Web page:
Earth Learning is very involved in the startup of this new market, which will be managed by members of Community FoodWorks, a new program developed by Earth Learning and funded by a three year USDA Beginning Farmers and Ranchers Development Grant. Mario Yanez is very proud of this undertaking. “We have just begun with our first class of apprentices in our Community FoodWorks program. They will learn to grow food in unconventional ways using permaculture methods in underutilized spaces throughout the Greater Miami area, and they will be the new wave of social entrepreneurs rebuilding our local food economy.” The new market is the first expression of this new wave of entrepreneurialism, and has major community support. “The South Miami Farmers’ Market idea grew out of the South Miami Green Task Force, which Earth Learning had the pleasure of attending regularly,” Mario explained. “Health Foundation of South Florida is providing some funding, and many local organizations such as South Miami Hospital are strong supporters.”

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The Pinecrest Gardens Green Market opened for the season two Sundays ago, and you couldn’t ask for a better day, sunny and cool, and not too humid. It was a great day to take the kids and dogs outside and stroll among the tents, shop for farm fresh produce and grab a bite to eat.

Farm intern helping shoppers with their purchases.

The big Redland Organics tent dominated the west entrance of the market, and its tables were loaded with a variety of fresh, organic fruits and vegetables. It’s one of many sellers returning this year, and plenty more new ones were added to the mix. There are 50 vendors this year, according to Alana Perez, the Director of Pinecrest Gardens. I caught her prowling the market snapping pictures with her iPhone. She was delighted about the turnout on the first morning of the season. “This has really taken off, it’s huge!” she exclaimed. “The market has community support and it has a loyal following.” And the hungry community was there shopping up a storm. They lined up eight and ten deep to pay at the Redland Organics tent. By noon, Farmer Margie had sold out of grape tomatoes, all greens, and most fruit and vegetables. Only a few green peppers, zucchini, thai basil and some mamey remained.

Eggplants with schnozzles, proboscis, protruberances, and curlicues.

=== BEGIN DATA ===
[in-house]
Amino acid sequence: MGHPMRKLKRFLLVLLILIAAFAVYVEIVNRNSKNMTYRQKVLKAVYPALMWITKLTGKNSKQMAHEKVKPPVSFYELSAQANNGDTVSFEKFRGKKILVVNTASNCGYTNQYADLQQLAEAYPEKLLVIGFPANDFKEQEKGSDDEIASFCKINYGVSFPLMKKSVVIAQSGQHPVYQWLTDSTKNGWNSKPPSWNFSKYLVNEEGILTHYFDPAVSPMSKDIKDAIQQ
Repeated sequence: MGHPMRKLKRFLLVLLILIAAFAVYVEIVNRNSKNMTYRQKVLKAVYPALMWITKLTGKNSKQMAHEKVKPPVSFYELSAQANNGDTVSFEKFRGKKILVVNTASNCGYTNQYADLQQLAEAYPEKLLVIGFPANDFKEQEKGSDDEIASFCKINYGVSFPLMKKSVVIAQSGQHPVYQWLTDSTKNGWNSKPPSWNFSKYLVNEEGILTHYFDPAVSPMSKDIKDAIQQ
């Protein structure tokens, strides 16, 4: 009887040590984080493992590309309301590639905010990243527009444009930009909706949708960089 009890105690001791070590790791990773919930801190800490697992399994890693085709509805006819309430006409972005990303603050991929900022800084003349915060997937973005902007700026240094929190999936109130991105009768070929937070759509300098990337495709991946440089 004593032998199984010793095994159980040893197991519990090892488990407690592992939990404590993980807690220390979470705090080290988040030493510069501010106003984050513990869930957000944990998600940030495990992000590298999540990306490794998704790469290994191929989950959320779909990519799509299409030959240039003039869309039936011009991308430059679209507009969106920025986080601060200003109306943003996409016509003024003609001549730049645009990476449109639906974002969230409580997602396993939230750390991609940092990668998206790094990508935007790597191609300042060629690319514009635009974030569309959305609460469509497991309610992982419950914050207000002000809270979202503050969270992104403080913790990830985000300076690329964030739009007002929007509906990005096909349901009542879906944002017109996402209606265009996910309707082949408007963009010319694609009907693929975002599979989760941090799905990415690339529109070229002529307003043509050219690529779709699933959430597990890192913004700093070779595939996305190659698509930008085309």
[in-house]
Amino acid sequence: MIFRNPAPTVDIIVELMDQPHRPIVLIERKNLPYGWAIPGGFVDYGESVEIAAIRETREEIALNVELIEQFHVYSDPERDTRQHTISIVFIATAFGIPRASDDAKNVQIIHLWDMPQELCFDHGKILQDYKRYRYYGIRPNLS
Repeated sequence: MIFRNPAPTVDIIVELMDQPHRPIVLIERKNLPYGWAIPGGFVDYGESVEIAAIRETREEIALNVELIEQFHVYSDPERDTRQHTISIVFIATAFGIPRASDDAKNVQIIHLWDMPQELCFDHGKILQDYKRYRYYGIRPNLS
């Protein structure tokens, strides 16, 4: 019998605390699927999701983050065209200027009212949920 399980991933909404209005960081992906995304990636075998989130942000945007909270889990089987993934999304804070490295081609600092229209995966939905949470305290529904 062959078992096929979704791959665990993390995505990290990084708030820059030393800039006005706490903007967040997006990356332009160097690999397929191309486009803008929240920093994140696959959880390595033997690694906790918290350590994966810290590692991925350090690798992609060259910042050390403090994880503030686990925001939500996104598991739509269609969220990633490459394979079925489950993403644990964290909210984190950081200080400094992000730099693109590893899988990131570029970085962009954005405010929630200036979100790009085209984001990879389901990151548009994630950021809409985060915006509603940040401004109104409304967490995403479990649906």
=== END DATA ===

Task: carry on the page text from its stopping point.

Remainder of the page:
This year the market setup was a bit different. The tents were moved back to a row of banyan trees behind the main parking lot for the Gardens. It was hard to see tents from the road when I drove up. Then I spotted two small signs pointing me to the parking lot. Some vendors would have preferred to be visible from the street, like last year. But Alana Perez explained the move freed up more parking spaces. And Farmer Margie pointed out that the trees provide shade that helps keep produce from wilting in the heat.

Of the 50 vendors, there were more selling non-food items, like stoneware and solar systems. One produce seller groused, “It becomes more like bargaintown.” Bud and Linda, two shoppers who stopped to chat with me, love the market but had mixed feelings about its new incarnation. Bud told me, “I don’t want it to be like a flea market. There shouldn’t be anything that’s not edible.” Linda liked the old location by the street, and found the narrow aisles a bit claustrophobic. Both shop at the market to support local growers. “The people who are local are proud to be local,” Bud pointed out. “As for people who are not, it should be compulsory to say where the food came from.” (If they don’t have a sign, peek under the table at the produce boxes to discover where things came from.)

Farmer Nick offers a taste of local honey.

Most produce was local, and customers who want something that’s not ready for harvest right now will just have to wait a little longer. Overheard at the Redland Organics tent:

Customer: I want kale. Why don’t you have kale?
Farmer: Because it’s not ready yet. It’s not in season.
Customer: How come Whole Foods has kale?
Farmer: Because they get it from California!

Farmers markets are about eating in season, celebrating local food, and enjoying freshness you won’t find in any supermarket. Support your local farmers and you’ll support local families too.

Local food bloggers Laura Lafata of La Diva Cucina, Trina Sargalski of Miami Dish, and Paula Nino of Mango & Lime.